Presentation on theme: "JUSTICE Michael Sandel. The Greatest Happiness Principle Utilitarianism – The greatest happiness for the greatest number of people – Cabin boy – Objection#1."— Presentation transcript:
JUSTICE Michael Sandel
The Greatest Happiness Principle Utilitarianism – The greatest happiness for the greatest number of people – Cabin boy – Objection#1 – Individual rights Is torture ever justified – Objection #2 – A common currency of value (cost-benefit analysis)
Do We Own Ourselves? Libertarianism – The minimal state – Free market philosophy Taxing Bill Gates to help the poor – Do we own ourselves Consensual cannibalism
Hired Help Markets and Morals – What’s just – drafting soldiers or hiring them? Objection #1 – Fairness and freedom Objection #2 – Civic virtue and the common good – Outsourcing pregnancy – Questions: How free are the choices we make in a free market? Are there certain virtues and higher goods that markets do not honor and money cannot buy?
What Matters Is the Motive Immanuel Kant – The Categorical Imperative – Emphasis on human dignity – people as ends in themselves Autonomous according to a law we give ourselves – Free will (non- deterministic) What’s moral? Look for the motive – do the right thing for the right reason. Duty vs. inclination – I.e. Kant was against casual sex.
The Case for Equality John Rawls – The moral limits of contracts – Behind a veil of ignorance Not utilitarianism The difference principle – only those social and economic inequalities are permitted that work to the benefit of the least advantaged members of society. – Did Gates’s wealth arise as part of system that, taken as a whole, works to the benefit of the least well off? – Incentives – CEOs and sports starts don’t deserve more money but because a system of progressive taxation helps the disadvantaged
Rawls: – Share each other’s fate and avail ourselves of the accidents of nature and social circumstance only when doing so is for the common benefit. – The most compelling case for more equal society that American political philosophy as yet produced.
Arguing Affirmative Action Correcting for the testing gap Compensating for past wrongs Promoting diversity Do racial preferences violate rights? – Racial segregation and anti-jewish quotas Can justice be detached from moral desert? The proper mission of social institutions is contested and fraught …
Who Deservers What? Aristotle – Justice, Telos and Honor – Justice is teleological – Defining rights requires us to figure out the telos (the purpose, end, or essential nature) of the social practice in question. – Justice is honorific – To reason about the purpose of practice, means to reason (argue) about what virtues it should honor and reward. – What’s the purpose of university, of politics? Learning by doing – learning by deliberation and discussion Negotiating between two extremes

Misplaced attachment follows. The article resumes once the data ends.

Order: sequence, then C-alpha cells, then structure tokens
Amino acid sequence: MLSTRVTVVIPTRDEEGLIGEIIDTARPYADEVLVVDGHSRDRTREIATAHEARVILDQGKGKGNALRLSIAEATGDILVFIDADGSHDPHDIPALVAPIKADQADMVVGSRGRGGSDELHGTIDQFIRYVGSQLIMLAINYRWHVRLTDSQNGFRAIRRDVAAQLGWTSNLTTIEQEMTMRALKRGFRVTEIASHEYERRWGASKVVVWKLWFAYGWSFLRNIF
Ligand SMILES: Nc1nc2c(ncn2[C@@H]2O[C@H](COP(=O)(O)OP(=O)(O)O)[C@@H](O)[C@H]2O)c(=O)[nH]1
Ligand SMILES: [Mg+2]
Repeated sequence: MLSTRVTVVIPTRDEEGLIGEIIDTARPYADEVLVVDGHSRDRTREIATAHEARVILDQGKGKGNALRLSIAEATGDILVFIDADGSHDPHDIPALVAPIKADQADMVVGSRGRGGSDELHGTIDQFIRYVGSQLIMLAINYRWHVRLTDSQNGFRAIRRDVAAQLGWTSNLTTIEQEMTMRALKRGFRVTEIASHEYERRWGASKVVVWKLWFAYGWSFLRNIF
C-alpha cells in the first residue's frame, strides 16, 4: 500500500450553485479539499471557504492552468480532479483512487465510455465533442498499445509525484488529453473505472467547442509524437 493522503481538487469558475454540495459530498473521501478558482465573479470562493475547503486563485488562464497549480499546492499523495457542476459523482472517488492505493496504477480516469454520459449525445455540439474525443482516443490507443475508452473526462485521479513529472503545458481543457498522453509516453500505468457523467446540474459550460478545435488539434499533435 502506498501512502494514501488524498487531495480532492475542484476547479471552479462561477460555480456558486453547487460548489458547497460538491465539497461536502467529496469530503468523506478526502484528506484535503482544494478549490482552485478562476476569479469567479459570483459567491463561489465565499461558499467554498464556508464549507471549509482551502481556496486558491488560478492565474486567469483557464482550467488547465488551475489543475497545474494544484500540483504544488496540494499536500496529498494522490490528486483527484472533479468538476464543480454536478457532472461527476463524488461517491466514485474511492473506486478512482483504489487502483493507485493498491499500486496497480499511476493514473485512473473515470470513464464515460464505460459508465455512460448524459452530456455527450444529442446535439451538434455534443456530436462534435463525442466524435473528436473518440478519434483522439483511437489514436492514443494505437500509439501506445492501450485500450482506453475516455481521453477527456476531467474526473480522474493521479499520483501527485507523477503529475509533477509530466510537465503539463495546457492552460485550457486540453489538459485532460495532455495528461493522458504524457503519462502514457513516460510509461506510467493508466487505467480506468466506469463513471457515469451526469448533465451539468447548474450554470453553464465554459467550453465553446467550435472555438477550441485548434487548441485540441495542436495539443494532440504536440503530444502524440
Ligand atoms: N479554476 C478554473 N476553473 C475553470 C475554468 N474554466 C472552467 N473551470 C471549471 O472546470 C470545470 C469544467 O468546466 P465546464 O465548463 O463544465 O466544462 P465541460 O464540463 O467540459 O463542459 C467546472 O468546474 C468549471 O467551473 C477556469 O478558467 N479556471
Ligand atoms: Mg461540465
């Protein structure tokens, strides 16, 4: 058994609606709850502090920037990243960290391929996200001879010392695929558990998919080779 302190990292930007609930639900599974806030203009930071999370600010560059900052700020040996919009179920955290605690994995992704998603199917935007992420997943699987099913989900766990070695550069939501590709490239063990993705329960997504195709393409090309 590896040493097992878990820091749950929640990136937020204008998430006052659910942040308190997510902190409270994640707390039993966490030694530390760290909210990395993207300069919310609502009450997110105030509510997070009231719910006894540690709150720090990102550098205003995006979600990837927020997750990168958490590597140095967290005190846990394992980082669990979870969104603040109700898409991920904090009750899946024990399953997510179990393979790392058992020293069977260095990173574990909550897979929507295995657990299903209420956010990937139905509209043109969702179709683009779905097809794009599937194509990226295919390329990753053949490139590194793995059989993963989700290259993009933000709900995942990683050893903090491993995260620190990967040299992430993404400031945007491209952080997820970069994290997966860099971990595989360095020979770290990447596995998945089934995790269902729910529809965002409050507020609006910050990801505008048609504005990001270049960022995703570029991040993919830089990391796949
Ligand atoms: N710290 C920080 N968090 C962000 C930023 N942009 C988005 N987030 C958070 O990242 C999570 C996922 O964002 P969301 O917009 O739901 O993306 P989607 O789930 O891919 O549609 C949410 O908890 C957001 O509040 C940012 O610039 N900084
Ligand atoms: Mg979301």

What Do We Owe Each Other Dilemmas of Loyalty – Apologies and reparations – Should we atone for the sins of our predecessors? – Moral individualism – Should government by morally neutral? – Justice and freedom – The claims of the community Obligations of solidarity, loyalty historic memory, and religious faith – moral claims that arise from the communities and traditions that shape our identity. – Storytelling beings We, as moral agents, arrive at our purposes and ends through telling stories
Obligations beyond consent – Natural duties we owe to other human beings – to persons as persons. Three categories of moral responsibility: 1.Natural duties: universal, don’t require consent 2.Voluntary obligations: particular, require consent 3.Obligations of solidarity: particular, don’t require consent
Solidarity and Belonging – Family obligations – French resistance – Rescuing Ethiopian Jews Is patriotism a virtue? – Border patrols – Is it unfair to “Buy American?” Can loyalty override universal moral principles? – Robert E. Lee – The Bulger brothers and David Kaczynski
Justice and the Common Good Kennedy speech about religion – moral neutrality – Rawls – Need for tolerance in the face of disagreements and abide by the limits of liberal public reason. “How would our argument strike us in the form of a Supreme Court opinion?” Obama rejected moral neutrality – Abortion issue and stem cell debates and same –sex marriage Morally neutral? Freedom of choice? Depends on definitions of purpose – Committed relationship, recognition of the state
A politics of the common good – If a just society involves reasoning together about the good life, what kind of discourse would point us in this direction? – The challenge is to imagine a politics that takes moral and spiritual questions seriously, but brings them to bear on broad economic and civic concerns …on all issues. A just society requires a strong sense of community, and it must cultivate in citizens a concern for the whole, a dedication to the common good.
A politics of moral engagement – Based on mutual respect as human beings – Lack of engagement makes for an impoverished public discourse and lessening of mutual respect. – “A politics of moral engagement is not only a more inspiring ideal than a politics of avoidance. It is also a more promising basis for a just society.”